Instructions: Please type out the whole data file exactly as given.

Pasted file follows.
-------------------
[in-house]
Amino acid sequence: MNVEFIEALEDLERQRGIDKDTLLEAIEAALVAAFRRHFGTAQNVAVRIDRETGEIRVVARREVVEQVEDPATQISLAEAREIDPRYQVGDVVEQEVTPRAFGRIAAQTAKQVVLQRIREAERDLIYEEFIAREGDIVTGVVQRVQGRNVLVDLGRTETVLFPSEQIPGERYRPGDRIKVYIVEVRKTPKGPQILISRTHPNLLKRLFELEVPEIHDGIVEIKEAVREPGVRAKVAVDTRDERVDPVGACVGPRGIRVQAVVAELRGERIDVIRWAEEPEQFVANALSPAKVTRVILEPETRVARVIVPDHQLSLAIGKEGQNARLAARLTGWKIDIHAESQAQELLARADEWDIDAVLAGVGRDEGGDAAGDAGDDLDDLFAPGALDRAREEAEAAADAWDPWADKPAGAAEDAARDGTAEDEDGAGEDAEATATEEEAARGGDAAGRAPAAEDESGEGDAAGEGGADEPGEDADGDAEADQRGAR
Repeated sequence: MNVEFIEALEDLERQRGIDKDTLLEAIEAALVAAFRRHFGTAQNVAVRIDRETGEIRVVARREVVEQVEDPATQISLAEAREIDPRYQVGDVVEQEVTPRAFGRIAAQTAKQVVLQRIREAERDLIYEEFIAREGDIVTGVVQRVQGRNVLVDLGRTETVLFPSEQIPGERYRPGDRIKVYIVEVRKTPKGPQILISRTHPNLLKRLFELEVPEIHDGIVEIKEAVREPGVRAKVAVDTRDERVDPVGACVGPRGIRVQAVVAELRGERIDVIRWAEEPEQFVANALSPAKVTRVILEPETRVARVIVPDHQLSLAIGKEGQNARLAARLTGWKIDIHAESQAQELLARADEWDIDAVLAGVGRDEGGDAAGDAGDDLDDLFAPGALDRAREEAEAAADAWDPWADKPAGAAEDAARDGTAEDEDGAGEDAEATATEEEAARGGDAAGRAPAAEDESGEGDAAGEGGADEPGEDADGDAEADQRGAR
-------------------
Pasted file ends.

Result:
[in-house]
Amino acid sequence: MNVEFIEALEDLERQRGIDKDTLLEAIEAALVAAFRRHFGTAQNVAVRIDRETGEIRVVARREVVEQVEDPATQISLAEAREIDPRYQVGDVVEQEVTPRAFGRIAAQTAKQVVLQRIREAERDLIYEEFIAREGDIVTGVVQRVQGRNVLVDLGRTETVLFPSEQIPGERYRPGDRIKVYIVEVRKTPKGPQILISRTHPNLLKRLFELEVPEIHDGIVEIKEAVREPGVRAKVAVDTRDERVDPVGACVGPRGIRVQAVVAELRGERIDVIRWAEEPEQFVANALSPAKVTRVILEPETRVARVIVPDHQLSLAIGKEGQNARLAARLTGWKIDIHAESQAQELLARADEWDIDAVLAGVGRDEGGDAAGDAGDDLDDLFAPGALDRAREEAEAAADAWDPWADKPAGAAEDAARDGTAEDEDGAGEDAEATATEEEAARGGDAAGRAPAAEDESGEGDAAGEGGADEPGEDADGDAEADQRGAR
Repeated sequence: MNVEFIEALEDLERQRGIDKDTLLEAIEAALVAAFRRHFGTAQNVAVRIDRETGEIRVVARREVVEQVEDPATQISLAEAREIDPRYQVGDVVEQEVTPRAFGRIAAQTAKQVVLQRIREAERDLIYEEFIAREGDIVTGVVQRVQGRNVLVDLGRTETVLFPSEQIPGERYRPGDRIKVYIVEVRKTPKGPQILISRTHPNLLKRLFELEVPEIHDGIVEIKEAVREPGVRAKVAVDTRDERVDPVGACVGPRGIRVQAVVAELRGERIDVIRWAEEPEQFVANALSPAKVTRVILEPETRVARVIVPDHQLSLAIGKEGQNARLAARLTGWKIDIHAESQAQELLARADEWDIDAVLAGVGRDEGGDAAGDAGDDLDDLFAPGALDRAREEAEAAADAWDPWADKPAGAAEDAARDGTAEDEDGAGEDAEATATEEEAARGGDAAGRAPAAEDESGEGDAAGEGGADEPGEDADGDAEADQRGAR